Basically a person of soft and imaginative temperament and professionally an academic, the Himalayan poet D.C. Chambial has already published nine collections of poetry. Hour of Antipathy is his collection published in September 2014. Here is the full blossoming of the poet’s creative imagination. The poems in this book are short, cerebral and serious minded most of the time. What shook the poet has been the way of the world he has seen, experienced and suffered too at times.His dislike for the way the world goes on causes flashes of his imaginative expression. He wishes for harmony to emerge like a flood and spread its love over the world. The trope needs to be taken only with regard to love with power and vigor.The first poem in this collection is ‘Temple’. The shine is a memento to memoirs. ‘Escapade’ reads like a story-poem. The rope gives way but the boy on the swing is saved and the heavens are thought of.‘The Bliss’ is about the tale of Manmadha, our God of Love, receiving the Supreme Being’s ire. The tough soil of the mountain is hard to penetrate and the kitchen garden needs what the human being needs too.

Soft is what one needs
Soft sentiments, soft moments,
Soft touches and, of course,
Soft relations
To avoid hurts and bruises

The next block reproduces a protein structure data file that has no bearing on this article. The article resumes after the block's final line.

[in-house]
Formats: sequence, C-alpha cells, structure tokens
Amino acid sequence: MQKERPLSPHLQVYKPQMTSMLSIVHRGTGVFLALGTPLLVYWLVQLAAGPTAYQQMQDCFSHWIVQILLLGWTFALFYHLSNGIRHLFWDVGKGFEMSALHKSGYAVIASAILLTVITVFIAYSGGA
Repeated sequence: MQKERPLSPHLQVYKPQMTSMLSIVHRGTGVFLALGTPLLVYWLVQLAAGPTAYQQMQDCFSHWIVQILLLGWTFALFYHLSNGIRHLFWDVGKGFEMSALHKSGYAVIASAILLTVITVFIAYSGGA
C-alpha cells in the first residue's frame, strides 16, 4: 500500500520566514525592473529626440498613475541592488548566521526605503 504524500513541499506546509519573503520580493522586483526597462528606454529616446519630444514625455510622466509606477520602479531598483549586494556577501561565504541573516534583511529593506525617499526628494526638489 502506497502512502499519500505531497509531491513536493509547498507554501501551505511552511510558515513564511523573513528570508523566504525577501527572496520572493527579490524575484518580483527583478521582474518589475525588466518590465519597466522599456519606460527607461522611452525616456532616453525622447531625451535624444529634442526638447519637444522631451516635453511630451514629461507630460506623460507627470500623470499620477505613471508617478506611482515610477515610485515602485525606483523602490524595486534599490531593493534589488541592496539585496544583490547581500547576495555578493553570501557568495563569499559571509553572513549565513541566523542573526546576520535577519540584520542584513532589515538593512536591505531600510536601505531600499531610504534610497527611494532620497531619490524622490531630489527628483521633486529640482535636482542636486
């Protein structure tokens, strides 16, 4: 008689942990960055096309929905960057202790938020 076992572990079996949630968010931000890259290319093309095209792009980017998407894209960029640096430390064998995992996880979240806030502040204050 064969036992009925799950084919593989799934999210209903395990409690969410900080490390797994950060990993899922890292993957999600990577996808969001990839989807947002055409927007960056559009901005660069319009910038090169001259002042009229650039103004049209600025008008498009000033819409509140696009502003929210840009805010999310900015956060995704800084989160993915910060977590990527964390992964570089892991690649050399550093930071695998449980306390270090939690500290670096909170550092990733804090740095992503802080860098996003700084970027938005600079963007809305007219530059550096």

For copious growth
Of stout relations and roots.   - (‘Radishes and Turnips’, 15)

‘Levitation” is about a trance
Of great use, when one wants to evade eerie things,
One detests, and wishes vigorously he sings.  -  (‘Levitation’, 16)

The hour of antipathy is brought out in the poem ‘Clouds in the Sky’

Earth turned black,
cries for a drop like papiha
to wet the dried throat
in this cruel hour of antipathy. (18)

Delicate sensibility and sparkling brevity of imaginative expression are the sleight of this poet’s hand. There are poems of the hard actuality around in poems like ‘Panic’ and ‘Smoking Sounds’. Degeneration in society raises panic in the intellectuals. There is a storm within and without. Then comes the savior Anna Hazare, people rejoice in His victory. But the poet wonders whether the rats stop to nibble, running blindly in the labyrinth. The poet is pained that burnt stub, desiderated life, desolate desert surround smoky sounds of treason. There is the single syllable that gives solace. Here is the poem in its entirety.